ATB,
    Sam
     
  17. FACE
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    Atleast you guys don't have my problem ........... always needing a robertson screwdriver but never finding one. Of course, only the bit driver sets work in this scenario, and most of the time the specialized robertson bit drivers are harder to find if any. I don't even think LM or VIC makes them for there multitools. :stomp:
     
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  18. indigo_wolf

    indigo_wolf AKA Breezy

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    Have you thought of making yourself a:
    1. Key Chain Driver or
    2. Keychain Bit Holder
    To address your need for Robertson drivers?

    ATB,
    Sam
     
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  19. AK Adventurer

    AK Adventurer Ice, Ice, Tigre

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    Ha! Case in point! :rofl: was more right than I thought I was... ;)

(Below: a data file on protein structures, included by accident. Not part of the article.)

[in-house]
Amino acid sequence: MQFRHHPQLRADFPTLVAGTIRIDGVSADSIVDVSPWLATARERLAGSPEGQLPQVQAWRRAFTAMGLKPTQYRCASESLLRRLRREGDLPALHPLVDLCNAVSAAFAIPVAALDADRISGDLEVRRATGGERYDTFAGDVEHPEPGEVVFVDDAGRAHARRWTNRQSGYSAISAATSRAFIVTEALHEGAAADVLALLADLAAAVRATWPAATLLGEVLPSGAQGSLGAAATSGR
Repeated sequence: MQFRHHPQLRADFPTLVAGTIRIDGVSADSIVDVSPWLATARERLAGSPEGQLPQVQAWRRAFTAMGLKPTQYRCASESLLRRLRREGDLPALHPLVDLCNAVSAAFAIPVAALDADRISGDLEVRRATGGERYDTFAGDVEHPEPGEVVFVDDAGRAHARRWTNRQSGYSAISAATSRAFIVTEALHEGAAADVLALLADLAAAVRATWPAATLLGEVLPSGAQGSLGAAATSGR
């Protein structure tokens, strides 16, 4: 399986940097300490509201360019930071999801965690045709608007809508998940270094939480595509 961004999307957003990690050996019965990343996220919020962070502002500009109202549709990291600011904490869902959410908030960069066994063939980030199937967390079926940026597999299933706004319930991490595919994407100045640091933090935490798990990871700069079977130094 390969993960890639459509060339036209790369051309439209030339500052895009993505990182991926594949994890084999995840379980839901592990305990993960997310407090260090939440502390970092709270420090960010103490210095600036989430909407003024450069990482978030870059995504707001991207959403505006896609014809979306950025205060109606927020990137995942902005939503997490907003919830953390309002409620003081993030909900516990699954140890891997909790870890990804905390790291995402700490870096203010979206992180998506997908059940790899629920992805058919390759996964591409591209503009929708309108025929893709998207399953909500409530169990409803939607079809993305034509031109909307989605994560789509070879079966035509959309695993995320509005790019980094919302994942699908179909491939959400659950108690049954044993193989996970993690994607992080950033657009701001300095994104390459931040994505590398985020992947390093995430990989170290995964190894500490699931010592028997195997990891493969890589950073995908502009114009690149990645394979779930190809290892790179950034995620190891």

20. EZDog

    EZDog EDC Junkie!!!!!

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    This is one the reasons it is so tough to find the "Ideal" MT for me.
    I am often not willing to risk borking a screw head just because the MT is the only driver I am carrying at the time. Sometimes I am but sometimes I am not.

    I am also only willing to sometimes carry enough variety on my person to avoid having to either come back with the right tool or not get the job done,so it never really ends for us does it?

    I do think there could be a better middle ground for the Phillips driver and an additional smaller version could become standard in these tools so that we had a second smaller size to pick but I can usually use a small straight blade too as mentioned when it really matters.

    Carrying bits and/or ratchets is fine if I want to do that bit it is not always practical.

    So like everything else it is a balancing act to get it all done.

    If I have what I need I look like a genius and if I don't I look like a moron and have to come back.

    Tell me something I don't already know!